We will never know what's really going on because important part of their selection and methodology is simply not revealed. As such, there is no way to verify or falsify their claims, possibly pushing this into the realm of pseudoscience.
One can also question the objectivity of NSS Labs when they make statements like this:
We were impressed by the stability of IE8 (RC1).
An interesting observation is that the report is from March 12th, 2009. They claim to have done 24/7 testing for 12 days, meaning that they must have started before Opera 9.64 was released, even though it's in their report!
There are other problems as well:
- Safari 4 and Firefox 3.1 were left out, while IE8 RC, a non-final version, is allowed
- The report says that 7% of the threats were blocked by all browsers, but Opera is claimed to have blocked only 5%
- They started out with 150 000 URLs, but ended up with only 492 in the final test
- Out of the 492 final tests, the same site could have up to 10% of the URLs, meaning that in a "worst case scenario", 10 unique sites were tested! If a browser did particularly well on one of these sites making up more than 10% of the test, their score would obviously be inflated (the report mentions that a number of sites were pruned after reaching their limit)
- According to the "Malware URL Response" table on page 3, Opera catches 15% on hour 0, and 33% after 5 days. And yet the final rate was set to only 5%
- According to the same table, Chrome consistently catches 25% or more, but the final score is only 16%
- The same table shows that IE8 never reaches 69% even once in the table, and yet its final score is raised to 69%
- On the other hand, IE7 has a total score of 17% in the table, but the final score is lowered to 4%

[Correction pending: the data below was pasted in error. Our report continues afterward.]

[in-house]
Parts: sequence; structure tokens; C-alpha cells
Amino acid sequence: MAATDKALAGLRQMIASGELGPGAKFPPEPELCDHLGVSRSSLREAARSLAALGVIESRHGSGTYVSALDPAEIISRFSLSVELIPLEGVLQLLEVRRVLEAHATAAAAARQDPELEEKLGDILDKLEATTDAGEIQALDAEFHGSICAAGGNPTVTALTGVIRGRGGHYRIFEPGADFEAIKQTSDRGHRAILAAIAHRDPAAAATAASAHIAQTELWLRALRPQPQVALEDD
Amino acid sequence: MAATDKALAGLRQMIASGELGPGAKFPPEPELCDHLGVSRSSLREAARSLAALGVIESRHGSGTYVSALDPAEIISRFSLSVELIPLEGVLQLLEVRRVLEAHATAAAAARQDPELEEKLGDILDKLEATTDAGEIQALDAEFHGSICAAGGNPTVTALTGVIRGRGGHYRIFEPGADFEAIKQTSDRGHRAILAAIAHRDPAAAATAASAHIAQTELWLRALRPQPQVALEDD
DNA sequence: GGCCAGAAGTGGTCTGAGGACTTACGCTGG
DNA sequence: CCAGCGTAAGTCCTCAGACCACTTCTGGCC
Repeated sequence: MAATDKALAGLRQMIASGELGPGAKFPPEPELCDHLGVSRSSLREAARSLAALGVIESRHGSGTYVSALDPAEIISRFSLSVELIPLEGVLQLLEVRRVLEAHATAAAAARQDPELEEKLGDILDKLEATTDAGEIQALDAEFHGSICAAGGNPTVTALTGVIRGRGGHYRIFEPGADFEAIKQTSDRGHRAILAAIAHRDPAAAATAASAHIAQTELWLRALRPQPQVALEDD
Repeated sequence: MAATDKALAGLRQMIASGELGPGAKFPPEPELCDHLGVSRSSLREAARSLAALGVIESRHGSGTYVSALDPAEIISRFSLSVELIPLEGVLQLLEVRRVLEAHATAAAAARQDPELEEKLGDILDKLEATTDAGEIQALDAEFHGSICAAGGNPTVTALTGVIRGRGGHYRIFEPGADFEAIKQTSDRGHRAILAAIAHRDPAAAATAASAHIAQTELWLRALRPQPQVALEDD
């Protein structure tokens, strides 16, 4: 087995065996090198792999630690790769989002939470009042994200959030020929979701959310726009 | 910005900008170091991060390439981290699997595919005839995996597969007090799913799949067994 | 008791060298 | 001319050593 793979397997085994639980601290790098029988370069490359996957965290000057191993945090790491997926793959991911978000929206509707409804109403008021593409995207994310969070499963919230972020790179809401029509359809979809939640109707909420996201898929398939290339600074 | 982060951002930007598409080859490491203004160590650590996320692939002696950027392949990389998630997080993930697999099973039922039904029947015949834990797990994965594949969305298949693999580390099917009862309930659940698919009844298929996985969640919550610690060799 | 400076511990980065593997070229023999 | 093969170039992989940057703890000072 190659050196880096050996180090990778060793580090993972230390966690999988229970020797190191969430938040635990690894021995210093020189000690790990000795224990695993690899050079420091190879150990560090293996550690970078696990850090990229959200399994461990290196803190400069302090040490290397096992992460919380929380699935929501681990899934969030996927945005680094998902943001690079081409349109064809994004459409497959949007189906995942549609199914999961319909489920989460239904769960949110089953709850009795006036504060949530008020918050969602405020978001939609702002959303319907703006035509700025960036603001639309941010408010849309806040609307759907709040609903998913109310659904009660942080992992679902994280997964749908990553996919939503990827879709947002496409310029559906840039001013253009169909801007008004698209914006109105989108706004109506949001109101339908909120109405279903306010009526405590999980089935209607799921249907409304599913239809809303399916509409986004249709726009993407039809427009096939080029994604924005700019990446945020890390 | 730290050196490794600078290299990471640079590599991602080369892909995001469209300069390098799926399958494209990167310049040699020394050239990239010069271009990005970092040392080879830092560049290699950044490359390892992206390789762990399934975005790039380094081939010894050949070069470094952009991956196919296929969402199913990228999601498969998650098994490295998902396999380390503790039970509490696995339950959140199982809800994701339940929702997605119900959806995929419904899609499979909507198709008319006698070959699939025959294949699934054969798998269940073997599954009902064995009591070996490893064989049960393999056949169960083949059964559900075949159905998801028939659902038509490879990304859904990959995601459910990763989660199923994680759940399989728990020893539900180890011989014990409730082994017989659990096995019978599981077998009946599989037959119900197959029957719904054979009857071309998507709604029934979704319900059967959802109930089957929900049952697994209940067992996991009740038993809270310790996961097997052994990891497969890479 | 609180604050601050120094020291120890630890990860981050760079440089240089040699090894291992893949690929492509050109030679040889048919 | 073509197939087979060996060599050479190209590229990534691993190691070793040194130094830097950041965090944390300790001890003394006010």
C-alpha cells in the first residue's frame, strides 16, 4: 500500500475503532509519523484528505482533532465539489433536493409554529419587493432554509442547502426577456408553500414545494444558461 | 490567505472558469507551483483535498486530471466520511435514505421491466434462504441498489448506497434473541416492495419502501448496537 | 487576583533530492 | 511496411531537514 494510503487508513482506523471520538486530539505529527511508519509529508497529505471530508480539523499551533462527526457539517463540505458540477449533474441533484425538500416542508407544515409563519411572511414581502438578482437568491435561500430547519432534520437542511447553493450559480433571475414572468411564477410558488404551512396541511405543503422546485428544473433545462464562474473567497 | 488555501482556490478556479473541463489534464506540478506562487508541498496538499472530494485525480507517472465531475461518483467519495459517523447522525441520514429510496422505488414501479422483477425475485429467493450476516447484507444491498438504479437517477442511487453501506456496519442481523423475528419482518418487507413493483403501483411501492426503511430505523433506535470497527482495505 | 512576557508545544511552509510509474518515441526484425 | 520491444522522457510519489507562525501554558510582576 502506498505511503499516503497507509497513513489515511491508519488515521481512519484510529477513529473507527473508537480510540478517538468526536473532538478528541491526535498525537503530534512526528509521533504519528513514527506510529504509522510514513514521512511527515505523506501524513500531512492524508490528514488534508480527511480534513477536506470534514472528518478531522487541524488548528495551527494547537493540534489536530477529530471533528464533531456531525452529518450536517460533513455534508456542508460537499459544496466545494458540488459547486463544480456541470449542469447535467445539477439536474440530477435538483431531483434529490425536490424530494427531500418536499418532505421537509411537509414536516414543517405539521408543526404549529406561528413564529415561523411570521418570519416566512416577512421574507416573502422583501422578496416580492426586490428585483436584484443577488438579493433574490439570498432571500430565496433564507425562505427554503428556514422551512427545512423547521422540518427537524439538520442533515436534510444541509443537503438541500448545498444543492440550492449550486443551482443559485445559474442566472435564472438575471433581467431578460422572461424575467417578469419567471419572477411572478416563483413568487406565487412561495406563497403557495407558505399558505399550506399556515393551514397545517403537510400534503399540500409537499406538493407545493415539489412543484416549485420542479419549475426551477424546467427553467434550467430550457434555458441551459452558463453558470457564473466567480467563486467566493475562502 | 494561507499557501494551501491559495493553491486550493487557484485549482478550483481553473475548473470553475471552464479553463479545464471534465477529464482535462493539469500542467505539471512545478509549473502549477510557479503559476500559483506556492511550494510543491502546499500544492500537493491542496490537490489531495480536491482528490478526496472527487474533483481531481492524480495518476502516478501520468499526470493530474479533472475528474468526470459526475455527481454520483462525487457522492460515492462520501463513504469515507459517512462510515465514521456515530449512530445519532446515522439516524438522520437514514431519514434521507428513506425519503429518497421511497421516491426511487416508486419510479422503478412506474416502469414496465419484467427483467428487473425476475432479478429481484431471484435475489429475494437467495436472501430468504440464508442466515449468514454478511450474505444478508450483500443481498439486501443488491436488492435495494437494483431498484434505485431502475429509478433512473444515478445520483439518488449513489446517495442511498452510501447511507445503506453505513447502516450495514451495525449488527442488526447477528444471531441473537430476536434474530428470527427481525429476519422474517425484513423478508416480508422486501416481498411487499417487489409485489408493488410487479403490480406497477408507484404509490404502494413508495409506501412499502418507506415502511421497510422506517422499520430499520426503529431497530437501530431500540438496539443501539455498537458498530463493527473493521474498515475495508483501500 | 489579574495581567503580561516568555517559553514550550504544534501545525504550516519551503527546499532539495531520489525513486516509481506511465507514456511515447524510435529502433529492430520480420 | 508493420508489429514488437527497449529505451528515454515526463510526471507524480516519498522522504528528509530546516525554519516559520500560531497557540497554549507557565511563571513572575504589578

One could almost get the impression that NSS Labs is setting the test up in a very specific way to exaggerate the results in a certain direction:
The computations are done based on this "So if it is blocked early on, it will improve the score. If it continues to be missed, it will detract from the score." Sounds like a typical statistical trick to exaggerate differences found between browsers – those that do well will further improve their score, those that do less well will further decrease their score. With proper selection of the algorithm, one can maximise the resulting difference. This is how an absolute score of 33% for Opera is changed to a score of 5% after the statistical manipulation.
As mentioned above, these anomalies do not only affect Opera, but all the browsers in the test. What could in reality be a tiny and insignificant difference turns into what seems to be a huge gap in the final report. Do other browsers really report less than half of what IE8 does?
The test also measures success at preventing malicious sites from being downloaded, but if Opera only shows the warning after downloading the page, it will automatically fail on a lot of tests even though the user is actually warned. It is not the downloading which is dangerous, but the report does not take that into consideration.
This report is receiving quite a bit of attention from the media. From a quick glance at the numbers, my preliminary conclusion is that this is just another Microsoft marketing trick. By carefully manipulating methods and statistics, you can make a set of numbers show just about anything.
I wonder if the other browser vendors have investigated the report, and if they plan to respond in an official manner. I don't know if we will offer any official statements on this, but I don't think what appears to be rather obvious manipulation of the numbers to exaggerate differences should go unquestioned.
It does seem that I am not the only person who is not convinced. Are there any other reports out there that don't simply repeat Microsoft's claims without question?
In order to look more closely into the claims in this report, I have mailed NSS Labs and requested the URL list. Check back later for any updates. (Update: They never sent any URL lists.)